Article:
(CNN) - Do New Yorkers want embattled Gov. David Paterson to resign or finish out the remaining 10 months of his term in office? Two new polls offer conflicting results.
According to a Siena College Research Institute survey released Monday morning, 55 percent of New York State registered voters want Paterson to stick it out, with 37 percent calling on him to resign.
But a Quinnipiac University poll released Friday indicated that New Yorkers were split, with 46 percent urging the Democratic governor to finish his term and 42 percent calling for the governor to step down. The 46 percent who said they wanted Paterson to stick it out was down 15 points from a Quinnipiac survey conducted days earlier.
Late last month Paterson, who became governor in 2008 after Eliot Spitzer resigned in disgrace, said he would not seek a full term in office this year following reports that he had intervened in the case of a top aide who was accused of domestic violence against a woman. Paterson has said over the past week that he won't resign.
"I don't have any plans to resign," Paterson said Friday. "At a certain point, I will cooperate with the investigations and will be clearing my name."
Paterson has asked New York Attorney General Andrew Cuomo, widely considered the leading Democratic contender for the governor's office, to investigate the matter.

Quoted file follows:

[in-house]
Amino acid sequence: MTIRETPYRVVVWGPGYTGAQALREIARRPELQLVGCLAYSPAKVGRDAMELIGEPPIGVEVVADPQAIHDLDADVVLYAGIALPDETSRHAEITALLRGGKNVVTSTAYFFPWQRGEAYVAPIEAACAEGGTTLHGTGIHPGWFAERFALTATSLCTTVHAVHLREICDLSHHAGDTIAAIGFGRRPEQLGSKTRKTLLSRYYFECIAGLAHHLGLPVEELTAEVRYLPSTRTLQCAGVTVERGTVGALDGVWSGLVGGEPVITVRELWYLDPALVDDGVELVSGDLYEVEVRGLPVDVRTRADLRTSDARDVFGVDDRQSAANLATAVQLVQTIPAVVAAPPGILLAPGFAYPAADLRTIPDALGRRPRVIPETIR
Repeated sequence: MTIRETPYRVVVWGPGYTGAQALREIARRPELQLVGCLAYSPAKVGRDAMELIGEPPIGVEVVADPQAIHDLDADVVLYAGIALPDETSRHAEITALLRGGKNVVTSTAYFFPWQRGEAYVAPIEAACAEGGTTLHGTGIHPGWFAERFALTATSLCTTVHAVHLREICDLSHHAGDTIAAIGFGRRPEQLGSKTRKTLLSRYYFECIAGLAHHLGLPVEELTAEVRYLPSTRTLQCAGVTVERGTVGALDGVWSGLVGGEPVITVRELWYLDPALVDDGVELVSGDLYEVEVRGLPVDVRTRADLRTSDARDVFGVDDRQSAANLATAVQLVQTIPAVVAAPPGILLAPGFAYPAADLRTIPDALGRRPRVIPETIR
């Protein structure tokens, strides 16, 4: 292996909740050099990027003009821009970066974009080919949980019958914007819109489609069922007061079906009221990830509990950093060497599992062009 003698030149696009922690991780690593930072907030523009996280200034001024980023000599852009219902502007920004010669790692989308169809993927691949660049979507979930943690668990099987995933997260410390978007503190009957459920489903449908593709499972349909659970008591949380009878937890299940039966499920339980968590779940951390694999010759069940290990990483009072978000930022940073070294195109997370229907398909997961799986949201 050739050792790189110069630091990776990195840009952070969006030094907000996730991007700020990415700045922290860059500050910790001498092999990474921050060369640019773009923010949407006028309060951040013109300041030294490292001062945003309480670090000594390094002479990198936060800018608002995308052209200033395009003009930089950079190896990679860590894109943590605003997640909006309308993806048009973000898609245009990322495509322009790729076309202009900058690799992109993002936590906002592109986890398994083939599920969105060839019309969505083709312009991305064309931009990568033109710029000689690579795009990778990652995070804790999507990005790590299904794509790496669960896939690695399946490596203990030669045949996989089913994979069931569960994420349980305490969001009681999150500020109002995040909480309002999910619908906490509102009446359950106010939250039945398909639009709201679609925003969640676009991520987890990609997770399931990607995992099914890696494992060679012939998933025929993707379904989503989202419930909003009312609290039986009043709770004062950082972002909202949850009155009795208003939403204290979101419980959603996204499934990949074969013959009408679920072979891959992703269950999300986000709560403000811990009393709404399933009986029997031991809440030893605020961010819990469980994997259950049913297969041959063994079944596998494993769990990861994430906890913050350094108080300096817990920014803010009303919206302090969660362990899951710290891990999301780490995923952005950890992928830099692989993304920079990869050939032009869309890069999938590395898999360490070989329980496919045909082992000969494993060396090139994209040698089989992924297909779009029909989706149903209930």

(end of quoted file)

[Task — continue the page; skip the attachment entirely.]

"By a 57-38 percent margin, voters believe the Attorney General's investigation will be fair and impartial, as opposed to being unduly influenced by politics," says Siena pollster Steven Greenberg. "A majority of voters from every party and region believe that the Cuomo investigation will be fair. On the other hand, at least two-thirds of voters of every party and region believe an independent, outside prosecutor conducting the investigation would be preferable to the Attorney General.
The Siena College poll was conducted March 7, with 712 New York State registered voters questioned by telephone. The survey's overall sampling error is plus or minus 3.7 percentage points.
The Quinnipiac University poll was conducted March 3-4, with 1,325 New York State registered voters questioned by telephone. The survey's overall sampling error is plus or minus 2.7 percentage points.
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